The painted lines protruding out from Oakdale High’s discus circle already awkwardly overlap the edge of the shot put pit.
If Mustang athletes continue their trend of inexplicably herculean heaves of the metal saucer, the school may have to spin the discus arena to face the junior varsity baseball field.
Two of the best discus performers in the state are OHS students. They are the latest in a long line of dominant throwers donned in scarlet and gold.
The same program dazzled by the exploits of Tim House, Marco Camacho and Jaylene Ponce is now home to both junior wonder Kyle Peterson and freshman marvel Hannah Chappell. The robust pair is listed top-12 in the state by athletic.net for boisterous chucks of the discus and represent the latest talent mentored by seven-year throwing coach Brett Chappell (Hannah’s father).
“Oakdale has always had a great history of throwers, and I think that comes from hard-working kids and good throwing coaches,” Oakdale track and field coach Dave Bacigalupi said. “Coach Chappell is very dedicated, and the way so many of his throwers have gotten better is no coincidence.”
Peterson was one of the top sophomores in the state last year, but narrowly missed qualifying for the California Interscholastic Federation Track and Field State Championships when he fell short of his 167 foot, nine inch personal best and mustered only one accepted throw of only 148 (12th) at the Sac-Joaquin Section Masters Championships.
It’s not an effort he’s expected to repeat. Peterson’s 164-9 that won him the Stanislaus County Meet on Friday is the farthest throw by an SJS athlete this year by over eight feet. He is No. 8 in the state with that mark and just five feet short of top-five status.
Peterson is on pace to break the colossal 176-foot school record set by House in 2010. It’s a mark that gave House runner-up honor at Masters and guaranteed his trip to state.
“The goal is for both Kyle and Hannah to make it to state,” coach Chappell said on Monday. “Fortunately they are both outstanding athletes and they have a great adaptation to the implement, as far as progressing from where they are at.
“It makes it pretty easy for me to coach them.”
It doesn’t hurt that one of them lives under his own roof.
Hannah has only a year of track and field experience, but erupted onto the Amateur Athletic Scene when she placed 22nd in the AAU Nationals in Texas. The Junior Olympic qualifier is No. 11 in the state for the discus. She’s the top underclassman in the state and has thrown over 13 feet farther than any other freshman.
She’s the reason the word phenomenon exists.
“It’s exciting to have someone like that join the program,” Bacigalupi said. “It’s fun for everybody on the team to compete alongside someone with that kind of potential.”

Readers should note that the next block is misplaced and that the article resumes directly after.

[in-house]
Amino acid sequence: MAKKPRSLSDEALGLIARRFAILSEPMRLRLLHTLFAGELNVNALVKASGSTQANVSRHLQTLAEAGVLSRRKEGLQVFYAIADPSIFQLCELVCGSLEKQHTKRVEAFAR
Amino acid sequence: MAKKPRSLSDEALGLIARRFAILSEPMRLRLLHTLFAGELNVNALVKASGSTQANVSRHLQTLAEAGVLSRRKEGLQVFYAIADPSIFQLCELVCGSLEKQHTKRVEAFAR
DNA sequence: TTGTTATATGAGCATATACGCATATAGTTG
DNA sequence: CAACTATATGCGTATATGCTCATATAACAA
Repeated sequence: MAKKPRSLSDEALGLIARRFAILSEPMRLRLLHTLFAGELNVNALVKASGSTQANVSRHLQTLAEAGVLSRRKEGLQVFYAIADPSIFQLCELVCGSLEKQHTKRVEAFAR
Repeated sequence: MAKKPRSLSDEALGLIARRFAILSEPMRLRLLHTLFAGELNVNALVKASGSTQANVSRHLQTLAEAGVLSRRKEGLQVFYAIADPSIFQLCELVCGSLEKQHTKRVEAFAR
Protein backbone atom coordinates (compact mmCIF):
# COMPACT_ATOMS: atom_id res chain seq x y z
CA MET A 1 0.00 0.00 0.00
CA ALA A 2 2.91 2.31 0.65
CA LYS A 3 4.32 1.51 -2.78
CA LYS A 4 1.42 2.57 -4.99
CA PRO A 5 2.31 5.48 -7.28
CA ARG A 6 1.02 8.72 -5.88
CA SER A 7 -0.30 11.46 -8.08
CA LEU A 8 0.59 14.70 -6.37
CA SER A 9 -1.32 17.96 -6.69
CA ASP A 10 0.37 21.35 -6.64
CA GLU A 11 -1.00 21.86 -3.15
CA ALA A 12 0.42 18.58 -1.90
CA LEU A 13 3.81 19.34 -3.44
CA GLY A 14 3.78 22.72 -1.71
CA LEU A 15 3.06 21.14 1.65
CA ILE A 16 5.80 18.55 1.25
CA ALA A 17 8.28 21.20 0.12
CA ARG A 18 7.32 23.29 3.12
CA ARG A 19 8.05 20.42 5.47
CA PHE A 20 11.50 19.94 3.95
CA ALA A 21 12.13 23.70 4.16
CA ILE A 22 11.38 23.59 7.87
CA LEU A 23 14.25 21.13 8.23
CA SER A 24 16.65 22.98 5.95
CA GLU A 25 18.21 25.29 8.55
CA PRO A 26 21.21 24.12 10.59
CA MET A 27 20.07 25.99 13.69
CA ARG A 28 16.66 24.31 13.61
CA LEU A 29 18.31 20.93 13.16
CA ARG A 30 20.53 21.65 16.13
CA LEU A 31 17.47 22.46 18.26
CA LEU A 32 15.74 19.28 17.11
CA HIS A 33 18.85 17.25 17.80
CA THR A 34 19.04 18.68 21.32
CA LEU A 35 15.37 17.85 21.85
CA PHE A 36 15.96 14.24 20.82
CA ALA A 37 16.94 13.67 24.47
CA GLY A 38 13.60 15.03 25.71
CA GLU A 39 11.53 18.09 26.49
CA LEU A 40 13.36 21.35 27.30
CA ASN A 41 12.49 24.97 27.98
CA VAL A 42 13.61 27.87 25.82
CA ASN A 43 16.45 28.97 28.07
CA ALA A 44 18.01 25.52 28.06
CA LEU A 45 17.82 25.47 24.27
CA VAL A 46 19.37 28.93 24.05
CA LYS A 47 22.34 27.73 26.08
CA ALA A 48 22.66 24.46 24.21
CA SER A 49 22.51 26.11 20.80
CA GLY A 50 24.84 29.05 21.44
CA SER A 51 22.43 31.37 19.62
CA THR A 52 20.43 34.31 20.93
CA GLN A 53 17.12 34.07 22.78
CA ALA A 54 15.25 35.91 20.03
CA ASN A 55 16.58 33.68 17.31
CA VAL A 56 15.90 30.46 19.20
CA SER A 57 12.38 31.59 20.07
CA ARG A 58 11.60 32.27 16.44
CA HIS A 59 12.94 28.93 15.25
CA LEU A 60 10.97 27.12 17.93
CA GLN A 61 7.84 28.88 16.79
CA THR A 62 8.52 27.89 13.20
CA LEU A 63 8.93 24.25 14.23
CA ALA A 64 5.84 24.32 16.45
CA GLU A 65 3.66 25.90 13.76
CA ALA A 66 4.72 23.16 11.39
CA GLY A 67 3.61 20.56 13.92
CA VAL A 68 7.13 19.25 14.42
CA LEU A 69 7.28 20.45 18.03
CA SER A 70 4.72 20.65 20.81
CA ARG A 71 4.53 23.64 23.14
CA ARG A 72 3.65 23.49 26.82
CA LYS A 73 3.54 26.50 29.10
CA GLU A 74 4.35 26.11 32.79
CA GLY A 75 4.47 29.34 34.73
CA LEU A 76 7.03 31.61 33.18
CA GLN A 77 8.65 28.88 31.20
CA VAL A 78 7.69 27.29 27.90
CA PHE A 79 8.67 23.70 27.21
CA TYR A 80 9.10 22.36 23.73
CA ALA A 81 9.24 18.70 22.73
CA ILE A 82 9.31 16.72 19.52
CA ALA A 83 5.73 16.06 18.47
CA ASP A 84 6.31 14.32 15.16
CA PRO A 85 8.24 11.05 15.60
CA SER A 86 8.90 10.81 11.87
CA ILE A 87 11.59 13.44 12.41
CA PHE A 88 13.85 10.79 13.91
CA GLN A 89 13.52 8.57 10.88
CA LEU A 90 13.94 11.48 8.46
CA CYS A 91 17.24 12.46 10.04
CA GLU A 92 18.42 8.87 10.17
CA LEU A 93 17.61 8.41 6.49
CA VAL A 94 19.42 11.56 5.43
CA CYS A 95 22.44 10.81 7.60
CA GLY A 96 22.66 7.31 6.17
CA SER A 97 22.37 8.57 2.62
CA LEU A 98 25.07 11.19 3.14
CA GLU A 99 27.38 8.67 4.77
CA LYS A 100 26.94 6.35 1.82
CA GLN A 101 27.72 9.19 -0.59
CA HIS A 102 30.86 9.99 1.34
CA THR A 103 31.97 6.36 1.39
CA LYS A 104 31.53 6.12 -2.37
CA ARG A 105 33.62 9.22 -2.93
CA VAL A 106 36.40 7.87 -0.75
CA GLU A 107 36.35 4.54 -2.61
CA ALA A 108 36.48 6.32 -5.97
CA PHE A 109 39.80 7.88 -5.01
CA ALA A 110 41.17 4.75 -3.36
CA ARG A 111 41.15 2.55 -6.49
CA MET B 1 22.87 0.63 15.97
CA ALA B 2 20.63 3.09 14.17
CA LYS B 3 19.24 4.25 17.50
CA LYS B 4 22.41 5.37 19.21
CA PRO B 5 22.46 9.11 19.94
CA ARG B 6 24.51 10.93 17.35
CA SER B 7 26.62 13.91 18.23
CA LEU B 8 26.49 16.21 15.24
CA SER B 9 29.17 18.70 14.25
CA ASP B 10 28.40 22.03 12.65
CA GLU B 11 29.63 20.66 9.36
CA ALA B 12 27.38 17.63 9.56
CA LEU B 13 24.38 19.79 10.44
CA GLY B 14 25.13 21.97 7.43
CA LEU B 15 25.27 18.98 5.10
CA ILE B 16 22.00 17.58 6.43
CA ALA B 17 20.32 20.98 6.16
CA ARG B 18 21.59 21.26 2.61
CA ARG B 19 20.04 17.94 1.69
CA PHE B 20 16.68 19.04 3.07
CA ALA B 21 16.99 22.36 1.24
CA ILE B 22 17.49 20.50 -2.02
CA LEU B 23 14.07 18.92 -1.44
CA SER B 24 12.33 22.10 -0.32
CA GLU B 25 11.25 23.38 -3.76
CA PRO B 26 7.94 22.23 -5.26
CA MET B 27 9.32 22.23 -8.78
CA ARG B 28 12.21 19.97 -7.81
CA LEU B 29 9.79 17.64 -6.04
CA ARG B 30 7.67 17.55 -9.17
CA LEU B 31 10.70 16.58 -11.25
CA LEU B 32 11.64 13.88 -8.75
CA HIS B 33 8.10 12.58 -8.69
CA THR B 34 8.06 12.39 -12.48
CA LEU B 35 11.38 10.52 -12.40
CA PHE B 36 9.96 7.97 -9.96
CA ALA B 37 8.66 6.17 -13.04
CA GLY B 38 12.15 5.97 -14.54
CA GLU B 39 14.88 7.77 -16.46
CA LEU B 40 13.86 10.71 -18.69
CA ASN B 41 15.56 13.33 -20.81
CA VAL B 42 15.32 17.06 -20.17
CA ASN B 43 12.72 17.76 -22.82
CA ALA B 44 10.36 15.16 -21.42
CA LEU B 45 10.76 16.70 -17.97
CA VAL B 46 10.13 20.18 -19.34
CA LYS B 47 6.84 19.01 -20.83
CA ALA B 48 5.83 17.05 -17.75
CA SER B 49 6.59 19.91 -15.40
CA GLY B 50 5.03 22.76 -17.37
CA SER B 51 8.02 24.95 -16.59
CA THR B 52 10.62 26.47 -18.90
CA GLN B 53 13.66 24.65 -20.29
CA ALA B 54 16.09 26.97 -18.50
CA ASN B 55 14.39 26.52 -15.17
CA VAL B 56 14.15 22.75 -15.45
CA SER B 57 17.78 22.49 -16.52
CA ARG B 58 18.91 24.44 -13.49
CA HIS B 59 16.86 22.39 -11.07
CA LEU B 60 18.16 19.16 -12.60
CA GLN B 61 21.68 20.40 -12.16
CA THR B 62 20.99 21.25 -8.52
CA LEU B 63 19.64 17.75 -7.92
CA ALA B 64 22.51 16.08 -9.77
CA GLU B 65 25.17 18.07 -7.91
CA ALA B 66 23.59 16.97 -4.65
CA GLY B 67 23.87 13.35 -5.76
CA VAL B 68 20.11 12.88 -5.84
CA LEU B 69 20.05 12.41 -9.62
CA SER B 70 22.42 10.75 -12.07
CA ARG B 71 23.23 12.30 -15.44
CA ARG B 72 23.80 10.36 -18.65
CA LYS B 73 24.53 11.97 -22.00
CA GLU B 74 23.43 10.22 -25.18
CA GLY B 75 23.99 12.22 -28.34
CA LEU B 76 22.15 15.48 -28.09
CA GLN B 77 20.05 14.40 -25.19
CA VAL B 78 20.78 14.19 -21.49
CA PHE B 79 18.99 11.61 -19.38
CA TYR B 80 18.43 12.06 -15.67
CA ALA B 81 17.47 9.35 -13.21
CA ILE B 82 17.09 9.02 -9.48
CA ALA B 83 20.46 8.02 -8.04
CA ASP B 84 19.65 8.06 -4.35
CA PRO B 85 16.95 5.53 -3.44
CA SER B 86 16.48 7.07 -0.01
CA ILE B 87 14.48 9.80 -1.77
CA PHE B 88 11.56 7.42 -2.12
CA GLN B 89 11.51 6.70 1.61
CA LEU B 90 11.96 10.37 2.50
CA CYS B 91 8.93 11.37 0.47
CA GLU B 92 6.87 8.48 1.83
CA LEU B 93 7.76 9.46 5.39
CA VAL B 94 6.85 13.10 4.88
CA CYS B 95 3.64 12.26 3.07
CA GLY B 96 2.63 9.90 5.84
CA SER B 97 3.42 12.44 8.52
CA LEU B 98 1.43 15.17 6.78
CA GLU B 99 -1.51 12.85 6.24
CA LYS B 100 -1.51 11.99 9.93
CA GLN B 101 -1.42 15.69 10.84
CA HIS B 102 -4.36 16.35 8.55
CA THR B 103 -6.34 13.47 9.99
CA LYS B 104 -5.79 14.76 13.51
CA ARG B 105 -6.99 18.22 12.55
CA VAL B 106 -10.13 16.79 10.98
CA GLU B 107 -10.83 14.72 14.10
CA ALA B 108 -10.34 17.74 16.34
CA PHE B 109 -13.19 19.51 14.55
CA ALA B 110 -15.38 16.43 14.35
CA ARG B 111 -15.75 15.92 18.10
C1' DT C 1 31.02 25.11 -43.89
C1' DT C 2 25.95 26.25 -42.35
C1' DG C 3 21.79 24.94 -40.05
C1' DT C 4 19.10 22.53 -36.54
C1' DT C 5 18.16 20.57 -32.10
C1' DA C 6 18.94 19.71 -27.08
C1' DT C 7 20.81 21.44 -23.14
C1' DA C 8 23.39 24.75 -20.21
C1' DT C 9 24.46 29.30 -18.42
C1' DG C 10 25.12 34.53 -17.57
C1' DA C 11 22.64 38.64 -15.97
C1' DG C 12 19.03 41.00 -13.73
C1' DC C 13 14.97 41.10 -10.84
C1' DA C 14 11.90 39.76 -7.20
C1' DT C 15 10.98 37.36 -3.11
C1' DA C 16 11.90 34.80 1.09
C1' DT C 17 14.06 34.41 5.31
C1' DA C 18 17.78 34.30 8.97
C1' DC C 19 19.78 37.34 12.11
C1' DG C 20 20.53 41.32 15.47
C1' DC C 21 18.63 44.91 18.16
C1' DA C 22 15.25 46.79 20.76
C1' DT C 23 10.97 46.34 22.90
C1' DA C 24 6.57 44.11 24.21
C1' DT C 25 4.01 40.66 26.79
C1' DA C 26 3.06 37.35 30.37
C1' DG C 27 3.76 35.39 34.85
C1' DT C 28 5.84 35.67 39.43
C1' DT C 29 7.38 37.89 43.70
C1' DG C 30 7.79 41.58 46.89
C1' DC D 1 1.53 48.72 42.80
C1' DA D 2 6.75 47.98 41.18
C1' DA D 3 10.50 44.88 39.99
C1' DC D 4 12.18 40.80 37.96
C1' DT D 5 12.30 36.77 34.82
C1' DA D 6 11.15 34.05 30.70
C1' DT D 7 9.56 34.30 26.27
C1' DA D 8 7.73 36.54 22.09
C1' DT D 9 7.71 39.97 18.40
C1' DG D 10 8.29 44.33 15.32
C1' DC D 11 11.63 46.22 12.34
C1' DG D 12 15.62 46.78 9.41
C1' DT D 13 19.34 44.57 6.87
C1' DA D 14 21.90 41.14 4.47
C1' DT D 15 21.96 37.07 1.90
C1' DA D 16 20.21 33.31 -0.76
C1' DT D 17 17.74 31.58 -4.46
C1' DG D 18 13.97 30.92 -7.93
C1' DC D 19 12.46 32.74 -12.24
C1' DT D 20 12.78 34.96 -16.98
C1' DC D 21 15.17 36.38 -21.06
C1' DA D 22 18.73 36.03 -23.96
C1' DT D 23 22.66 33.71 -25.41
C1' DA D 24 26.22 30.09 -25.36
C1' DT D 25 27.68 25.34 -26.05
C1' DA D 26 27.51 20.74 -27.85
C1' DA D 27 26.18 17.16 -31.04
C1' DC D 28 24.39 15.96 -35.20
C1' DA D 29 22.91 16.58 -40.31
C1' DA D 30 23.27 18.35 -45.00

Bacigalupi and coach Chappell attribute Hannah’s success to an extensive career in youth athletics, specifically strength-gained by years of work with some of the area’s premier travel softball programs as a pitcher. The mechanics in a discus throw are not unlike a fastpitch softball throw. The genetics of being related to Brett, who threw for Fresno State, doesn’t hurt either.
Chappell was first among 23 competitors at the Stanislaus County Meet. She surpassed the next-best throw by over 11 feet and saw junior teammate Grace Perreira end third in the event.
The Oakdale girls were second as a team, but the program got a nice surprise when the Oakdale boys rallied to best second-place Pitman by 15 points for the team title.
Junior Chris Davis won the 400 meter easily while senior DeWayne Finney won the high jump and junior Brynden McAndrews, a lineman on the football team, was second in the pole vault. Senior Spencer Thomas (fourth in the 100), sophomore C.J. Domingo (seventh in the 200), sophomore Brock Whiting (fifth in the 400, third in the long jump), sophomore Isaiah Aguilar (seventh in the 1600, fifth in the 3200), junior Tyler Williams (fifth in the 110 hurdles, sixth in the 300 hurdles), sophomore Tyler Flores (seventh in the 300 hurdles) and senior Austin Jones (sixth in the triple jump) also performed well at the meet. The OHS boys were also fourth in the 400 relay and third in the 1600 relay.
Oakdale’s girls were without injured sprint standout Me’che Brown, who should return to action soon. The team landed a top mark from senior Macey Caris (high jump) and was second (junior Brooke Wong) and fifth (Perreira) in the pole vault.
All-around stars Kellie Gatigny (senior - third in the 200, fourth in the long jump, sixth in the triple jump) and Desirae Pennington (junior – second in the triple jump, third in the 400, fourth in the 100 hurdles, fourth in the 300 hurdles) also contributed to Oakdale’s strong team score. So did junior Alyssa Perigen (seventh in the long jump), freshman Kyannah Hernandez (seventh in the 3200), sophomore Anna Perrone (fifth in the 1600) and junior Viviana Aguilar (seventh in the 1600).
Bacigalupi said his team performed better than expected and he saw a lot of positive things from his younger athletes.
“I thought they all did a good job,” Bacigalupi said. “I am really excited about the future this year.”
Oakdale hosts Manteca today, March 13 for their first conference meet. The team postponed a meeting with Weston Ranch on March 6 because of rain.